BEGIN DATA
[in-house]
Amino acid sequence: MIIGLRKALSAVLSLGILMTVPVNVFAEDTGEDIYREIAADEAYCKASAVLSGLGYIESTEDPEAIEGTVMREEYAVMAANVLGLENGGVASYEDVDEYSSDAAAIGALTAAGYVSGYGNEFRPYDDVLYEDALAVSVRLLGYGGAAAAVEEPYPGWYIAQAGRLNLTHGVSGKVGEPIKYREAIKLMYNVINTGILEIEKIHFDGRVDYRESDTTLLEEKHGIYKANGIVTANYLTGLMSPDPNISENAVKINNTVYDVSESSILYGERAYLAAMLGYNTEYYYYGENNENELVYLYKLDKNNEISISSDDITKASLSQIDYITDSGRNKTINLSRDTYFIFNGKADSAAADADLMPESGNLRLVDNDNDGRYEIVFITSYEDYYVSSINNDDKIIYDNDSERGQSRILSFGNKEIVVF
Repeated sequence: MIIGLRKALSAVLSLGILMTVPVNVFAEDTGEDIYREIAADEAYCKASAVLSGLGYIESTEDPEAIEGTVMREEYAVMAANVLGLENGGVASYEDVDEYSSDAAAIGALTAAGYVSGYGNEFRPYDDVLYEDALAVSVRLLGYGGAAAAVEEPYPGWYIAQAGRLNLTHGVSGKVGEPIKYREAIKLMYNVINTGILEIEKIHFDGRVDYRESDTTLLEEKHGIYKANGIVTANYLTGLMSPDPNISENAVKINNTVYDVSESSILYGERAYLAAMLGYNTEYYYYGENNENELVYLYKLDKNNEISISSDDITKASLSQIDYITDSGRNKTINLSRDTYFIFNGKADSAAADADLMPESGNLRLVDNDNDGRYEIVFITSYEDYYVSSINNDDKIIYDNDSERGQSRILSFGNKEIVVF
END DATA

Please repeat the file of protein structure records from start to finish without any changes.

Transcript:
[in-house]
Amino acid sequence: MIIGLRKALSAVLSLGILMTVPVNVFAEDTGEDIYREIAADEAYCKASAVLSGLGYIESTEDPEAIEGTVMREEYAVMAANVLGLENGGVASYEDVDEYSSDAAAIGALTAAGYVSGYGNEFRPYDDVLYEDALAVSVRLLGYGGAAAAVEEPYPGWYIAQAGRLNLTHGVSGKVGEPIKYREAIKLMYNVINTGILEIEKIHFDGRVDYRESDTTLLEEKHGIYKANGIVTANYLTGLMSPDPNISENAVKINNTVYDVSESSILYGERAYLAAMLGYNTEYYYYGENNENELVYLYKLDKNNEISISSDDITKASLSQIDYITDSGRNKTINLSRDTYFIFNGKADSAAADADLMPESGNLRLVDNDNDGRYEIVFITSYEDYYVSSINNDDKIIYDNDSERGQSRILSFGNKEIVVF
Repeated sequence: MIIGLRKALSAVLSLGILMTVPVNVFAEDTGEDIYREIAADEAYCKASAVLSGLGYIESTEDPEAIEGTVMREEYAVMAANVLGLENGGVASYEDVDEYSSDAAAIGALTAAGYVSGYGNEFRPYDDVLYEDALAVSVRLLGYGGAAAAVEEPYPGWYIAQAGRLNLTHGVSGKVGEPIKYREAIKLMYNVINTGILEIEKIHFDGRVDYRESDTTLLEEKHGIYKANGIVTANYLTGLMSPDPNISENAVKINNTVYDVSESSILYGERAYLAAMLGYNTEYYYYGENNENELVYLYKLDKNNEISISSDDITKASLSQIDYITDSGRNKTINLSRDTYFIFNGKADSAAADADLMPESGNLRLVDNDNDGRYEIVFITSYEDYYVSSINNDDKIIYDNDSERGQSRILSFGNKEIVVF